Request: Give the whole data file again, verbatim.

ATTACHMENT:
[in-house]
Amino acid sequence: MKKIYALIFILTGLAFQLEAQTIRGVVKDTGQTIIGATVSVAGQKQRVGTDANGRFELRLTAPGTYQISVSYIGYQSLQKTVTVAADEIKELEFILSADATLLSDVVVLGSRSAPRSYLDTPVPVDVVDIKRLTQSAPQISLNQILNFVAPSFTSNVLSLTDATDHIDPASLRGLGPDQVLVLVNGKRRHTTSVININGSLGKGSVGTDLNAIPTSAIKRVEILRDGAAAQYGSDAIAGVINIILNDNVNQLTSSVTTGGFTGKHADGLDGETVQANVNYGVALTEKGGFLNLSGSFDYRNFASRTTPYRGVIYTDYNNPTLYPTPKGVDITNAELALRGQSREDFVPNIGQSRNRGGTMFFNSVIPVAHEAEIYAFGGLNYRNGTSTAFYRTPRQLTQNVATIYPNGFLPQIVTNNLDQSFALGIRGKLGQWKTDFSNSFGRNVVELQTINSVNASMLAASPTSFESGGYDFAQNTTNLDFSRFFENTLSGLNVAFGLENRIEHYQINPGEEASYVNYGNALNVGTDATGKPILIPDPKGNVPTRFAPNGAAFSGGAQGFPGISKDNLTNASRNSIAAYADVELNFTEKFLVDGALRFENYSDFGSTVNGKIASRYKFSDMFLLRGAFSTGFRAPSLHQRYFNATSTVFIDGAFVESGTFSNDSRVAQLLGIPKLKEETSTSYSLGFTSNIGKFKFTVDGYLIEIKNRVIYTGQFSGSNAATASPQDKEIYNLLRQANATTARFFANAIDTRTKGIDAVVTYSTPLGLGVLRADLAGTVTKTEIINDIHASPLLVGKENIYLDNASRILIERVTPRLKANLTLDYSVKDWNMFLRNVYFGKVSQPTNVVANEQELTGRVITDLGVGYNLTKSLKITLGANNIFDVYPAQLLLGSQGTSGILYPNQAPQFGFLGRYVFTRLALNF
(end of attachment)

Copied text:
[in-house]
Amino acid sequence: MKKIYALIFILTGLAFQLEAQTIRGVVKDTGQTIIGATVSVAGQKQRVGTDANGRFELRLTAPGTYQISVSYIGYQSLQKTVTVAADEIKELEFILSADATLLSDVVVLGSRSAPRSYLDTPVPVDVVDIKRLTQSAPQISLNQILNFVAPSFTSNVLSLTDATDHIDPASLRGLGPDQVLVLVNGKRRHTTSVININGSLGKGSVGTDLNAIPTSAIKRVEILRDGAAAQYGSDAIAGVINIILNDNVNQLTSSVTTGGFTGKHADGLDGETVQANVNYGVALTEKGGFLNLSGSFDYRNFASRTTPYRGVIYTDYNNPTLYPTPKGVDITNAELALRGQSREDFVPNIGQSRNRGGTMFFNSVIPVAHEAEIYAFGGLNYRNGTSTAFYRTPRQLTQNVATIYPNGFLPQIVTNNLDQSFALGIRGKLGQWKTDFSNSFGRNVVELQTINSVNASMLAASPTSFESGGYDFAQNTTNLDFSRFFENTLSGLNVAFGLENRIEHYQINPGEEASYVNYGNALNVGTDATGKPILIPDPKGNVPTRFAPNGAAFSGGAQGFPGISKDNLTNASRNSIAAYADVELNFTEKFLVDGALRFENYSDFGSTVNGKIASRYKFSDMFLLRGAFSTGFRAPSLHQRYFNATSTVFIDGAFVESGTFSNDSRVAQLLGIPKLKEETSTSYSLGFTSNIGKFKFTVDGYLIEIKNRVIYTGQFSGSNAATASPQDKEIYNLLRQANATTARFFANAIDTRTKGIDAVVTYSTPLGLGVLRADLAGTVTKTEIINDIHASPLLVGKENIYLDNASRILIERVTPRLKANLTLDYSVKDWNMFLRNVYFGKVSQPTNVVANEQELTGRVITDLGVGYNLTKSLKITLGANNIFDVYPAQLLLGSQGTSGILYPNQAPQFGFLGRYVFTRLALNF